There is an awards program that will help drive your business forward. We’re here to discuss these and other programs.

EY Entrepreneur Of The Year award recipients in Greater Los Angeles as revealed last year. The deadline for applications this year is Friday, March 9, 2018. Learn more or submit a nomination today.

February 26th, 2018|Categories: eNewsletter|Tags: , , , , |

This is the state of the media for 2018. | eNews from OWC

Fasten your media seat belt for 2018, communication of all kinds is stronger than ever. Despite warnings and howls, facts still have impact and new platforms have learned how to deal with a hostile environment. Rumors get corrected. Spin is detected. New voices are heard whether we like it or not, which is how things are supposed to be. Though America is a free-for-all and this year every business need to be among the “all,” now more than ever before, it really is “lead, follow or get out of the way.”

Download a PDF of this version here.

Here’s what every company needs to know for the New Year:

Earned media is on the rise (really). According to Forrester Research, we are living through a fundamental reassessment of the role of advertising and editorial coverage. Earned media, like news stories and features, is more measurable and effective than ever before. Consumers are increasingly wanting to connect with people and stories, which presents an opportunity for editorial coverage. Eighty-one percent of senior marketers still believe that earned media is more effective than paid media.

Mobile and online consumption has new breadth of reach. In the U.S., roughly nine-in-ten adults get news online (either via mobile or desktop). According to the Pew Research Center, there are now many different audience strategies that news outlets use, through newsletters, original podcasts and allowing comments on their articles. By 2017, 61 percent of these highest-traffic digital-native news outlets had apps for at least one of the two main mobile operating systems (iOS and Android).

The crackdown on false news proves fruitful. A recent study reported by The New York Times reveals that propaganda and outright lies have a wide reach but reduced impact. “For all the hype about fake news, it’s important to recognize that it reached only a subset of Americans, and most of the ones it was reaching already were intense partisans,” according to Dr. Brendan Nyhan from Dartmouth College, who led the study. This year, we’ll see powerhouses like Facebook and Google continue to battle false news. Facebook will use its Related Articles tool to combat misinformation in the News Feed. Meanwhile, future leaders are taking matters into their own hands — right from the classroom.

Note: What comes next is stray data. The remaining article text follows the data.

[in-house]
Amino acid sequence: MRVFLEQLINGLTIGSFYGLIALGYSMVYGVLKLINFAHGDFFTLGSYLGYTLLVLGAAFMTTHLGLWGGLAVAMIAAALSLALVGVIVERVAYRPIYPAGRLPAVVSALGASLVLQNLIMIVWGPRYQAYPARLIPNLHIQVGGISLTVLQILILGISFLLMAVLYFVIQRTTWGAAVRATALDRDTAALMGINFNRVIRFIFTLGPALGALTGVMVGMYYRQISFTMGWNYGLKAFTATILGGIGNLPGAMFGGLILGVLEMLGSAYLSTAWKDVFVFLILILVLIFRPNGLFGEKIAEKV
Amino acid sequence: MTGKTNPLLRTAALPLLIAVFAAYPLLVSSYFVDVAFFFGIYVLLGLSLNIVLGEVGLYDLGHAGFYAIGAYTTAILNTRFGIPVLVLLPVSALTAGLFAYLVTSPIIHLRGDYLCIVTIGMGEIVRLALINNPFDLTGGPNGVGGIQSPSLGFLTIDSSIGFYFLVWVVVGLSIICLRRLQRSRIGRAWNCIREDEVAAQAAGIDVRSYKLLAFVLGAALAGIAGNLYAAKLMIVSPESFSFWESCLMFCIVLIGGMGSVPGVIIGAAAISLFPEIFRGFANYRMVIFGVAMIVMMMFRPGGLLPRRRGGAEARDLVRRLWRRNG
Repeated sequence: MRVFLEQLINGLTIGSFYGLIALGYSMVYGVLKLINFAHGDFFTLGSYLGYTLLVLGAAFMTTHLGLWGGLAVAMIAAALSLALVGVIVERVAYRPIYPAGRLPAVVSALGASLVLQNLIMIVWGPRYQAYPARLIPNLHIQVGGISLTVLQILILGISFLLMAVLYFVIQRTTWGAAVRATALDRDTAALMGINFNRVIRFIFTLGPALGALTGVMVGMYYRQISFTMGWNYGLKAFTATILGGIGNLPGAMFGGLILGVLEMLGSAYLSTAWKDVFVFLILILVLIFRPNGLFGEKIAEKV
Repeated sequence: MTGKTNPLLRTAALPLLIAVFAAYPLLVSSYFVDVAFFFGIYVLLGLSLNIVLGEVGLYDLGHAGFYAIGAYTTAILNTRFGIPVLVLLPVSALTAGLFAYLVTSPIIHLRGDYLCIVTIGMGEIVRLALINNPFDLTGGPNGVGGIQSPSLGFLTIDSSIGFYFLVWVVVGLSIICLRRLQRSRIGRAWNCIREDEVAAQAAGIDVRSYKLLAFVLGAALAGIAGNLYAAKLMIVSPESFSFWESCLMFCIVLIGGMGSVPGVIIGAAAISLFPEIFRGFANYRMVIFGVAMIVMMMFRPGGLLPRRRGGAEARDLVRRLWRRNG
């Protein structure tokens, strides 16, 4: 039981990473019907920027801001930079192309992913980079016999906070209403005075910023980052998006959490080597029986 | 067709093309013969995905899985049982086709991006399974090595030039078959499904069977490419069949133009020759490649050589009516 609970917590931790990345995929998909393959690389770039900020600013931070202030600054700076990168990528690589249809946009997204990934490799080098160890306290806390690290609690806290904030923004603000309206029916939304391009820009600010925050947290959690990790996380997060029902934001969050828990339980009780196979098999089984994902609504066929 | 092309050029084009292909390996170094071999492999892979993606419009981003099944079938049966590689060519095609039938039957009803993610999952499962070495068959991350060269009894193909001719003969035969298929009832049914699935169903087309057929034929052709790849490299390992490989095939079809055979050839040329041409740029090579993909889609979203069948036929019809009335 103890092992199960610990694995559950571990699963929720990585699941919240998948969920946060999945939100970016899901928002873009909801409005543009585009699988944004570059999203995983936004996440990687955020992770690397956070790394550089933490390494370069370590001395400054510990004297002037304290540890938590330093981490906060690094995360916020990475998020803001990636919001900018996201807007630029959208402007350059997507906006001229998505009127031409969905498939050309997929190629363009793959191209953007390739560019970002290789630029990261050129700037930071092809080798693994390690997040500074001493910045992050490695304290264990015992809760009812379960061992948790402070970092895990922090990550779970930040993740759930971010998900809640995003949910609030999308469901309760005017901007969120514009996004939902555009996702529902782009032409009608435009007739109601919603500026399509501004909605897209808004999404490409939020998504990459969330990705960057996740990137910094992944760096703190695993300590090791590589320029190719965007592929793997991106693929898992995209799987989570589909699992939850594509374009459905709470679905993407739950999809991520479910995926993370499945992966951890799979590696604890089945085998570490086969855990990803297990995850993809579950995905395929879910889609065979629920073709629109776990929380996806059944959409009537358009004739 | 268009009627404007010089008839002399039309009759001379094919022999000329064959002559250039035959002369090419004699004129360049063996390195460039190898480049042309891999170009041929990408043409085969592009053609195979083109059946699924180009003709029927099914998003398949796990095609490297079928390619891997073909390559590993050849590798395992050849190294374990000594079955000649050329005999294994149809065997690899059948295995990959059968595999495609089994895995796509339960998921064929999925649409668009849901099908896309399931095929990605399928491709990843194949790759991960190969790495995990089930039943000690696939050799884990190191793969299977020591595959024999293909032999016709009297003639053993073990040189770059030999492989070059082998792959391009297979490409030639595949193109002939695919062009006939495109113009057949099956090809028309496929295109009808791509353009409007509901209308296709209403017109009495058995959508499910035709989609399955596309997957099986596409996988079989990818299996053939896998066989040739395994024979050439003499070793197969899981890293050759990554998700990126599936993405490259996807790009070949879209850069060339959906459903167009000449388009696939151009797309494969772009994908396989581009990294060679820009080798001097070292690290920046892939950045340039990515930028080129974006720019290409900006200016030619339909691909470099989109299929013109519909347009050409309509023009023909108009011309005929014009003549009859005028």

The New Year has already brought media firestorms, but the trend is toward verification and fact. As always, the most powerful tool in business is an accurate message delivered with a clear voice. That is our mission and passion. Let us know how we can help you prepare for any potential issues that may come this year. Wishing you a prosperous 2018!

February 2nd, 2018|Categories: eNewsletter|Tags: , , , , , , , |

The One Thing You Need To Know About Reputation Management | eNews from OWC

Year 2018: Every Reputation at Risk

What is the lesson of the radically altered reputations of 2017? It is that bad news travels faster than ever before, and there’s nowhere to hide. For companies and their leaders, the need for preparedness has never been more relevant. For every reputation that crashes, so does a company’s market value. It doesn’t take a major scandal to bring disaster, every business is vulnerable to a misleading sentence in a report, a disgruntled employee or consumer on social media or the malice of competitors. As we enter 2018, take heed and be ready.

The five roads to preparedness:

  1. Reputation Management Plan:Short and actionable, ten pages max with all the team players’ cell numbers and social handles at the ready.
  2. Vulnerability Audit: Assess all risks with the team including litigation, data breaches, misconduct of any executive or employee and political climate.
  3. Team Timekeeper: When reputation is at stake, the pre-assigned crisis team and their backups need to convene immediately. The timekeeper knows when thinking time is up, and it’s time to start talking.
  4. Ready Response: There will be only minutes to respond to Twitter and Facebook crises, and not much more for a reporter on deadline. Find words in advance and clear them with the company attorney.
  5. Event Simulation:Surprise your team to see if you’re prepared to hit the ground running. Make it as real as possible using simulation tools that mimic your social channels. Is your response authentic and in keeping with your brand?

In today’s climate, unexpected blows are to be expected. The good news is that successful crisis response can actually enhance reputations. A leader at the helm prepared to speak with conviction and authenticity is not an accident, and can turn accidents into opportunities.

Best wishes for the new year.

December 29th, 2017|Categories: eNewsletter|Tags: , , , |